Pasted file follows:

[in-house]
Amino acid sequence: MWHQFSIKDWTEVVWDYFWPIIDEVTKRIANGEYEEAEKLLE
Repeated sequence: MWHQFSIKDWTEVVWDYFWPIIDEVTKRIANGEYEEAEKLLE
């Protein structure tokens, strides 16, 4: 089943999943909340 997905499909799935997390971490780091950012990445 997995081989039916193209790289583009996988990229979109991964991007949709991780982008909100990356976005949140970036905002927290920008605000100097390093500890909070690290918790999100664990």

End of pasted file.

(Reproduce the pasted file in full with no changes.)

[in-house]
Amino acid sequence: MWHQFSIKDWTEVVWDYFWPIIDEVTKRIANGEYEEAEKLLE
Repeated sequence: MWHQFSIKDWTEVVWDYFWPIIDEVTKRIANGEYEEAEKLLE
């Protein structure tokens, strides 16, 4: 089943999943909340 997905499909799935997390971490780091950012990445 997995081989039916193209790289583009996988990229979109991964991007949709991780982008909100990356976005949140970036905002927290920008605000100097390093500890909070690290918790999100664990």